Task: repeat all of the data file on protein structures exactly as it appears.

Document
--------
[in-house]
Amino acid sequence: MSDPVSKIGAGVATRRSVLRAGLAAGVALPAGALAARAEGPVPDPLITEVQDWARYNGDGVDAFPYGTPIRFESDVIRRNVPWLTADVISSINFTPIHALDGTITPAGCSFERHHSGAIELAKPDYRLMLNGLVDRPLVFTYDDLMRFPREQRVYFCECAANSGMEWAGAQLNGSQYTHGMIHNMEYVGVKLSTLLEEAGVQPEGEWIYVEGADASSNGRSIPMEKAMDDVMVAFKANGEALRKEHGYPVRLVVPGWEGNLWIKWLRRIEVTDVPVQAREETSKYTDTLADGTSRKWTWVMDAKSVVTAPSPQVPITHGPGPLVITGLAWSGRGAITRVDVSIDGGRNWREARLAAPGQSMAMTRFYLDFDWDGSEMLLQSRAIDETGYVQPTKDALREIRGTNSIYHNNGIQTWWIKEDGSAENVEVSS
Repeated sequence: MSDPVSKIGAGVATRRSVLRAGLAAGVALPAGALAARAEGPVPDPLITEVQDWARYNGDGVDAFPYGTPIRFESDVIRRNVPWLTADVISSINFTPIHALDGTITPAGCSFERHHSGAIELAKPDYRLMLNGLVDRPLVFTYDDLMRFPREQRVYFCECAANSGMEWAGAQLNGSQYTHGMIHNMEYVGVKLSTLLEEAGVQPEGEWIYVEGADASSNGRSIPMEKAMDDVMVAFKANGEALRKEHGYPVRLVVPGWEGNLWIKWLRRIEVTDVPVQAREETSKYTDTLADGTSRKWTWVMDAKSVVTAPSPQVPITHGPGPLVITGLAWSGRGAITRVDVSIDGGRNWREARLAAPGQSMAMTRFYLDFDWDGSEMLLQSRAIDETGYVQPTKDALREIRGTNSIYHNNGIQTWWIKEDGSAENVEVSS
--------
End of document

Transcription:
[in-house]
Amino acid sequence: MSDPVSKIGAGVATRRSVLRAGLAAGVALPAGALAARAEGPVPDPLITEVQDWARYNGDGVDAFPYGTPIRFESDVIRRNVPWLTADVISSINFTPIHALDGTITPAGCSFERHHSGAIELAKPDYRLMLNGLVDRPLVFTYDDLMRFPREQRVYFCECAANSGMEWAGAQLNGSQYTHGMIHNMEYVGVKLSTLLEEAGVQPEGEWIYVEGADASSNGRSIPMEKAMDDVMVAFKANGEALRKEHGYPVRLVVPGWEGNLWIKWLRRIEVTDVPVQAREETSKYTDTLADGTSRKWTWVMDAKSVVTAPSPQVPITHGPGPLVITGLAWSGRGAITRVDVSIDGGRNWREARLAAPGQSMAMTRFYLDFDWDGSEMLLQSRAIDETGYVQPTKDALREIRGTNSIYHNNGIQTWWIKEDGSAENVEVSS
Repeated sequence: MSDPVSKIGAGVATRRSVLRAGLAAGVALPAGALAARAEGPVPDPLITEVQDWARYNGDGVDAFPYGTPIRFESDVIRRNVPWLTADVISSINFTPIHALDGTITPAGCSFERHHSGAIELAKPDYRLMLNGLVDRPLVFTYDDLMRFPREQRVYFCECAANSGMEWAGAQLNGSQYTHGMIHNMEYVGVKLSTLLEEAGVQPEGEWIYVEGADASSNGRSIPMEKAMDDVMVAFKANGEALRKEHGYPVRLVVPGWEGNLWIKWLRRIEVTDVPVQAREETSKYTDTLADGTSRKWTWVMDAKSVVTAPSPQVPITHGPGPLVITGLAWSGRGAITRVDVSIDGGRNWREARLAAPGQSMAMTRFYLDFDWDGSEMLLQSRAIDETGYVQPTKDALREIRGTNSIYHNNGIQTWWIKEDGSAENVEVSS